This debut novel by the Pulitzer-Prize winning author of The Underground Railroad wowed critics and readers everywhere and marked the debut. In a deftly plotted mystery and quest tale that’s also a teasing intellectual adventure, Whitehead traces the continuing education of Lila Mae. The Intuitionist: A Novel [Colson Whitehead] on *FREE* shipping on qualifying offers. This debut novel by the Pulitzer-Prize winning author of The .

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It’s fascinating and complex, and much like an elevator–gears, weights, counterweights, artistry, and while the purpose is clear, the mechanism of the parallels are not so obvious that the reader dhitehead overpowered.

When the unthinkable happens and an elevator Lila Mae inspected goes into catastrophic free-fall in the midst of a mayoral speaking event, she is thrown into the deep bowels of the social politics surrounding elevator inspection as she tries to clear her name. Moving far beyond mere functionality, elevators are a both a rich field of study and a lucrative business.

I mean, that seems obvious. Whatever the reason, I find them comparable novels. Does this make sense? The I came to Colson Whitehead by way of zombies.

Their creation has shaped the form and structure of cities; buildings with arrangements of floors vertically stacked ad infinitum up into the sky, a concept itself only possible as a result of reliable, mechanical elevation. Intultionist using this site, you agree to infuitionist Terms of Use and Privacy Policy.

Intuitioniist all 4 comments. In nearly all of the book’s scenes the reader is given the briefest sketch of the surroundings and then buried under pages of back and forth dialogue–most of it exposition.

It’s not the s, though. The competing school, the “Empiricists”, insists upon traditional instrument-based verification of the condition of the elevator. Except better, because it’s not self-consciously ironic or a parody. It’s an allegory of everything. Whitehead was reported to have been spit upon by novelist Richard Ford. In the interest of thematic expansiveness, Whitehead has avoided any attempt to bring his allegory down to earth. Richard Becker It depends on why you are hesitant.


Weaving through it is Lila’s acknowledgement of the experience of being an African-American woman, her history, and her gradual awakening in the city. It’s set in the past somewhere from the 20s to the 40s? Yes, this is one of those books where the setup sounds faintly ridiculous. It is clear that Whitehead read a fair amount of Pynchon and Barth due to the extensive presence of half-thoughts, sentence fragments, and commentary from the narrator.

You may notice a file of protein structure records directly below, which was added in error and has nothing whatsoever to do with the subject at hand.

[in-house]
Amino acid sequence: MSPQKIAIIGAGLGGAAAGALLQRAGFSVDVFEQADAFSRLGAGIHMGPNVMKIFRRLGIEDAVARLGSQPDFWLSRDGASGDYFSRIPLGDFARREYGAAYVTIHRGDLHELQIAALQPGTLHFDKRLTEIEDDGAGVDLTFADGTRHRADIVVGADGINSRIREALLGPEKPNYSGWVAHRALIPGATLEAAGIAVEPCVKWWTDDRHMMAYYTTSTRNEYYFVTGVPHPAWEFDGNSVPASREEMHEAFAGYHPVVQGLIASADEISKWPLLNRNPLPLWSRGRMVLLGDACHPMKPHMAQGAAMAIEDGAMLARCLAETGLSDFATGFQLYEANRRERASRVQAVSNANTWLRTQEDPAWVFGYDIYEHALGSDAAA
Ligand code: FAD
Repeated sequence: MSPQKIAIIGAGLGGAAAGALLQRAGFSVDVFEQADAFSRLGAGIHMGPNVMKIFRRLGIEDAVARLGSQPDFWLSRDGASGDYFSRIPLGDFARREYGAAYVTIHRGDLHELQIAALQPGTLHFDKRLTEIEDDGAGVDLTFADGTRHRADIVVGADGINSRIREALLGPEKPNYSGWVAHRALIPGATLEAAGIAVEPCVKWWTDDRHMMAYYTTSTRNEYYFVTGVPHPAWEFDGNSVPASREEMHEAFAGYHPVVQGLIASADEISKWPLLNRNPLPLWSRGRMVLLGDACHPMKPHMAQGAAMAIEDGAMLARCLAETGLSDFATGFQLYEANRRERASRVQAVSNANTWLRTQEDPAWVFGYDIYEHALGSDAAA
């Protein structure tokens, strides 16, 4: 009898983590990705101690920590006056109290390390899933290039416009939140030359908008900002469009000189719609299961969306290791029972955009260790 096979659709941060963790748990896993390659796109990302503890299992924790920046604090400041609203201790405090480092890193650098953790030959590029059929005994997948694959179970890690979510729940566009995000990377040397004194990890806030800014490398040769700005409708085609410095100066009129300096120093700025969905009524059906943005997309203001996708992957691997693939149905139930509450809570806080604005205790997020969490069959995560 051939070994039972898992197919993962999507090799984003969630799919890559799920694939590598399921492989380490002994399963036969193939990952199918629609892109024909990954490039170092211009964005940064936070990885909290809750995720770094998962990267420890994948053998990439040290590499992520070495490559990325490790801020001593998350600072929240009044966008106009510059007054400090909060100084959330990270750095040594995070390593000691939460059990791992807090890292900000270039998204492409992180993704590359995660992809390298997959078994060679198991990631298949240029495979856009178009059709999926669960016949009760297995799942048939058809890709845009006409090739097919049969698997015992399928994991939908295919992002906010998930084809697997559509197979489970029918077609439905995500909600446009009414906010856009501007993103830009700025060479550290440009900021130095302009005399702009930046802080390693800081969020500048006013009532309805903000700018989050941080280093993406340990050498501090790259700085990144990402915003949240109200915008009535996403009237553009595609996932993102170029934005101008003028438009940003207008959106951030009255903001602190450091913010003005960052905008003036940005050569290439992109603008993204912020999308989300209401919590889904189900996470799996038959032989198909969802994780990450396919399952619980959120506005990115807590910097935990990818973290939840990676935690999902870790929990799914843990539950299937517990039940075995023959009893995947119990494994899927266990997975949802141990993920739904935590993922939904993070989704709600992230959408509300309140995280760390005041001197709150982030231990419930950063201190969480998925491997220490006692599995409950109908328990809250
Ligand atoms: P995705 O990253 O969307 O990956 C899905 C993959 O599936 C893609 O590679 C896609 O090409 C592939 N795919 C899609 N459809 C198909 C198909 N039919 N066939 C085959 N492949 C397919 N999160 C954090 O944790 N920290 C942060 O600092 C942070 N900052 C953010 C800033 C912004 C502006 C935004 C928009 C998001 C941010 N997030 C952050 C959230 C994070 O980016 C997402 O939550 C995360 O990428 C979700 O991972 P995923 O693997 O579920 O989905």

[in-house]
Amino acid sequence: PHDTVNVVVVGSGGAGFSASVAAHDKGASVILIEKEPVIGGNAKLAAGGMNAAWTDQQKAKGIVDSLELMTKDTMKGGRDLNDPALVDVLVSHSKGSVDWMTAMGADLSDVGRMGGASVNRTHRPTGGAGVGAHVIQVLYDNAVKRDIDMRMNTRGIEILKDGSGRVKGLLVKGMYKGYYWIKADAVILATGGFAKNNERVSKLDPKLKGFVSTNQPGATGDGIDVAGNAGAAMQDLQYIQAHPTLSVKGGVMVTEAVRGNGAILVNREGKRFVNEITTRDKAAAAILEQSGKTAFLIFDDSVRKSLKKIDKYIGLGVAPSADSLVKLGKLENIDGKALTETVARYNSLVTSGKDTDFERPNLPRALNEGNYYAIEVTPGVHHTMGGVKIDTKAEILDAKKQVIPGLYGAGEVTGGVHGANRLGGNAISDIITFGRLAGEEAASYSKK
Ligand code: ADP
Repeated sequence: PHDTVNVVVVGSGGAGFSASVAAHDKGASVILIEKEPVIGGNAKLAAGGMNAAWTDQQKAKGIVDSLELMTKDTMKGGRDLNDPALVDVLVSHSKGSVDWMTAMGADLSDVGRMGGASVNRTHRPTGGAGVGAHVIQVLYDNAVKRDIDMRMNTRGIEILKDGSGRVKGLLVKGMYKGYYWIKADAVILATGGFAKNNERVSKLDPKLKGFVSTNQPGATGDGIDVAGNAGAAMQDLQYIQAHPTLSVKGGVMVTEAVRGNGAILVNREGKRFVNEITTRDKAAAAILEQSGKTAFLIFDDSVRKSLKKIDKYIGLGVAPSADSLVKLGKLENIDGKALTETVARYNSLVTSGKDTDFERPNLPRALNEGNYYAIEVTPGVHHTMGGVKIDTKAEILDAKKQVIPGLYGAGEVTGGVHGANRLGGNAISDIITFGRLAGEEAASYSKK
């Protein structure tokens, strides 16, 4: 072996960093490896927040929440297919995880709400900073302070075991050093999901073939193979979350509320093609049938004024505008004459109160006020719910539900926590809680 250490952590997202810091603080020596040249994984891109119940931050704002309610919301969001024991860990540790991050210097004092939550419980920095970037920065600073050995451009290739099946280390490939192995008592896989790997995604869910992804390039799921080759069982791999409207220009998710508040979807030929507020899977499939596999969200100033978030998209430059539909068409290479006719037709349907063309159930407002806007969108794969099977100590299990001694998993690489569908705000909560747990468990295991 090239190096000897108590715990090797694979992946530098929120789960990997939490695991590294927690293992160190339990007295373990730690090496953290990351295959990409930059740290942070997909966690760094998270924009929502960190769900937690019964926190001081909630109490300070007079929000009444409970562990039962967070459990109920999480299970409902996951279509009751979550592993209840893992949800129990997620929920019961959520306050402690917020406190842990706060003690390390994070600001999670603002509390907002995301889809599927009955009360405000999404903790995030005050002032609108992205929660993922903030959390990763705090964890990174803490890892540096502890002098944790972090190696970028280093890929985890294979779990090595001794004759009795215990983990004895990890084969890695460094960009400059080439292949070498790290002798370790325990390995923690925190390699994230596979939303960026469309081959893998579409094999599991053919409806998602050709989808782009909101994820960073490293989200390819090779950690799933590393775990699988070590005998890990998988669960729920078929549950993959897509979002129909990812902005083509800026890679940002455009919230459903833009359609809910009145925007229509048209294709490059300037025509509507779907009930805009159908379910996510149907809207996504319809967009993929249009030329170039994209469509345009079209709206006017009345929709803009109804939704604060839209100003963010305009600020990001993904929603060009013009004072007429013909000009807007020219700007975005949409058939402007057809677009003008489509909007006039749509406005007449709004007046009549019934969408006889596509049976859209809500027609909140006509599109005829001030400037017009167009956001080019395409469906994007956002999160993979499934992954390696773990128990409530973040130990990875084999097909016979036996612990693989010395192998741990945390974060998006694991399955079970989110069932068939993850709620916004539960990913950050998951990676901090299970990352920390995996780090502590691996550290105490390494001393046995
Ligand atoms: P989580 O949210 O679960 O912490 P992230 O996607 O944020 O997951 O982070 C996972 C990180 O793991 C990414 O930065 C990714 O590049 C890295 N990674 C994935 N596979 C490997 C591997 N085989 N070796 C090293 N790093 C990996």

The Intuitionist First edition cover.

The big hook, the battle between the factions of the Guild, never really gets going. It’s like watching a noir movie but with less humor and intrigue. Jun 16, carol.

The Intuitionist

When the unthinkable happens and an elevat Really interesting book. The writing in Zone One my review was astonishing enough that I resolved to seek out more of his work. And then we have this big concept thing wrapped around a noir-like “mystery” that wasn’t very mysterious not to mention, not very dramatic.

Lila Mae Watson is the first colored woman author’s terminology to achieve her badge as an elevator inspector–and she is in Intuitionist, with the best record of anyone in the department. This page was last edited on 29 Marchat This novel takes place in a past that didn’t exist–where the Elevator Inspectors are revered, in a great city that has achieved verticality and seems to be c New York, or even In addition, this is combined with the s-esque race problems that plague the character, issues which add nothing interesting to the entire dialogue about race in America.

To ask other readers questions about The Intuitionistplease sign up. Whitehead does not need to be as narrow in his focus, nor does he risk so much in abandoning narrowness of focus for broadness of appeal. Lists with This Book.


She is an outlier in just about every way possible, but she keeps her head down and throws all her energy and effort into the job.

THE INTUITIONIST by Colson Whitehead | Kirkus Reviews

You may not be instantly hooked by that description. You have to be able to fathom change before you can start to affect it. wbitehead

But I couldn’t get there with these “elevators. The narrative is broken into two sections: This feels like the kind of book you could read in a literature class and discuss for about a million years.

In the end, Lila Mae Watson has a new purpose–” On the surface, it’s a pulpy wnitehead fiction, set in a roughly parallel world to ours, ugly racism warts and all, in an unnamed Wyitehead York, during perhaps the s.

But I hate school, so that’s not happening. Reality is what we make it, and limiting ourselves to just one sense can be a dangerous practice indeed. I’ll intuitionust let my thoughts continue to bubble around in my head and encourage you to read this book yourself so that you can have bubbles too.

Jun 13, Shepherd rated it it was ok.

Everyone has an agenda, some of them well-hidden, and it soon becomes clear that the only person Lila Mae can trust is herself. This is a masterful debut, a masterful novel, and a masterful story – one that kept a smile on my face every time I thought about it, every time I picked it up, even if the sequences I read were harrowing and horrid at times, because I was just damned happy to be reading this book.